Do You Have to Cover up in Dubai?
To Cover up in Dubai or Not?
As a Muslim country, many of the women, when out in public, wear the traditional headscarf - either the Hijab or the Shayla. Some may go a step further and wear the Niqab or even the Burqa which not only covers the hair but also a lot of the face.
In some Muslim countries it is law that all women must cover up (for example even foreigners must cover up in Iran and Saudi Arabia) but when I was living in Dubai, I was often asked by people who were planning a holiday to Dubai or one of the other United Arab Emirates (Abu Dhabi, Sharjah, Ajman, Ras al Khaimah, Umm al Quwain & Fujairah are the others), or in fact just people who were curious when I told them I lived there, whether all women have to cover up or not?
The UAE is indeed a Muslim country and hence is governed by Sharia law. Although some countries in the Middle East follow the law to the strictest letter, Dubai is probably one of the more lenient Emirates in the area due to the large expat community (approximately 80% of the residents are not local Emiratis) and also to the high level of tourism that Dubai has planned for and wants as part of its strategic growth.
With this expansion of tourism there has been, in my opinion, a slight lack of dissemination of the rules and regulations to the visitors, leading to a bit of confusion over what you can and can't do when visiting Dubai.
Dress Respectfully in Dubai
The majority of local women dress in the Abaya when they are outside their homes - this is the long black flowing robes that cover their clothes. The extent to which they cover their heads and faces depends on their own beliefs and interpretations of the Koran (and also as I understand, the preference of their husband or father).
Some local Emirati women will completely cover their faces with the burka but the majority just cover their hair with the hijab (and some just wear what you might class as normal Western clothes but obviously you wouldn't notice these women so much as they may appear to be more Western).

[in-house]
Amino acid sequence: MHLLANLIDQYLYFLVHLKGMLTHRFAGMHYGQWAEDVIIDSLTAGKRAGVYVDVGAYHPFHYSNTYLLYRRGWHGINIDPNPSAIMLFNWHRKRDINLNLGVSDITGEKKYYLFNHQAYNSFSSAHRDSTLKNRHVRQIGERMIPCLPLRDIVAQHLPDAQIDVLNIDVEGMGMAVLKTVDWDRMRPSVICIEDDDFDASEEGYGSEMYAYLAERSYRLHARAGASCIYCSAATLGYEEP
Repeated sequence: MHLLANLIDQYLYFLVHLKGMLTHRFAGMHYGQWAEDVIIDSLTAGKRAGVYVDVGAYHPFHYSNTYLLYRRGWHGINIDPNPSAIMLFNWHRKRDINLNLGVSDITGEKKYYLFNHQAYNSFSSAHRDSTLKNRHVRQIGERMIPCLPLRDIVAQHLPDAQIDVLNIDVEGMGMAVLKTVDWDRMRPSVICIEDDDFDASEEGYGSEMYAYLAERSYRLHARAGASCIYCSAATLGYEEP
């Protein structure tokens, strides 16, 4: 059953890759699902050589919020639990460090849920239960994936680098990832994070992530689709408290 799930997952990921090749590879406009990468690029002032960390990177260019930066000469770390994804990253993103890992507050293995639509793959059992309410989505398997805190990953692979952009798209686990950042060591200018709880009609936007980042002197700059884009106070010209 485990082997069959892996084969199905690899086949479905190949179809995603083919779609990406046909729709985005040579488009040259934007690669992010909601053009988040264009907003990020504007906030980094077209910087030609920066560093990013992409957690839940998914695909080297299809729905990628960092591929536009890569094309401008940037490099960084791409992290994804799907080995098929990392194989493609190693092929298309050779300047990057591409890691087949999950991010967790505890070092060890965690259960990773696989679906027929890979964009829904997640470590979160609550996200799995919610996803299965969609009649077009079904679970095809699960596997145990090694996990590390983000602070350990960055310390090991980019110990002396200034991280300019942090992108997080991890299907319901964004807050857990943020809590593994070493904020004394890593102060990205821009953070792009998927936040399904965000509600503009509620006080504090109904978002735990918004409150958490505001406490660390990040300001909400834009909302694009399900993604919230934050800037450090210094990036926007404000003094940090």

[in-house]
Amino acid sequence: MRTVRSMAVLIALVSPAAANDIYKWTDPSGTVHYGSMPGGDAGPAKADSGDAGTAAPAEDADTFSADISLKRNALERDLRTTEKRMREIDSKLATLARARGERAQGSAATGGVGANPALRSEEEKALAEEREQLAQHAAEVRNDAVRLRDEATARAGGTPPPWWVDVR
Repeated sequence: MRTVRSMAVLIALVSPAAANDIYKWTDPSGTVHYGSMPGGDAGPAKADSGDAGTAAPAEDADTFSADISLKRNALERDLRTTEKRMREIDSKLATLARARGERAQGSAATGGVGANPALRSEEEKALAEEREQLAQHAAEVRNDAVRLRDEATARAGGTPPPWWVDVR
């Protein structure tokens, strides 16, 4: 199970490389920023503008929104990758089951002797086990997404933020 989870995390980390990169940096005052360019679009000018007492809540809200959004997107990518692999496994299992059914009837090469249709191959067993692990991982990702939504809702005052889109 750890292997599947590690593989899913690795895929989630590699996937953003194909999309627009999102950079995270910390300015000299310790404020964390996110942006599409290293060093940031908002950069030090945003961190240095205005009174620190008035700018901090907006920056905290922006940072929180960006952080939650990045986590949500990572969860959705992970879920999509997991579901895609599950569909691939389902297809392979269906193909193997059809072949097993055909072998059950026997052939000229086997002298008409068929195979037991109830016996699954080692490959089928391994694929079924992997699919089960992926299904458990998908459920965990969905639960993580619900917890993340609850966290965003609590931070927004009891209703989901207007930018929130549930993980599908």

So, the situation is that it is not required for a visitor to Dubai to cover their heads with a scarf at all. There is one exception though and that is if you are visiting a mosque or similar place where, if you do not have one, you will be given a head scarf to wear.
What you Should do!
There are however, some local rules on decency that you should follow:
When out and about you should make sure that your shoulders are covered. You should also ensure that you are wearing a skirt or trousers that come down over your knees.
Although this is not strictly enforced it is considered bad manners by the local population if you do not do this. There are signs up around the shopping malls asking for people to dress respectably and you may be approached by mall security and asked to cover up if you are not dressed as I have described.
Some people may flout these rules but the fact that they do should not mean that this is a signal for you to do the same. The key is to respect other people's rules and everyone will respect you.
Rules for Dubai Tourists
The story is different however if you are in a hotel. Most international hotels cater for a large variety of clientele and so they will not have such strict rules on what you are wearing. For example you can wear evening wear that does not cover your shoulders and comes above the knee if you are in a hotel restaurant or nightclub.
However, you should be aware that if there is a local Emirati in a hotel bar or restaurant and they object to what you are wearing they are within their rights to complain and this can go as far as the police, so the advice is to carry a wrap or shawl with you just in case.
When you are on a beach or at the swimming pool, normal beach rules apply. However topless sunbathing and g-stings are a no-go area! Once you are off the beach though you should cover up, even if you are just walking through the hotel to your room.
A lot of it is common sense and just trying not to offend people. You may get away with wearing something that is not appropriate but that does not mean that it is right.
Having lived for over 7 years in Dubai I have actually come to appreciate the fact that I don't have to see people half naked in the street!
© 2011 Marian L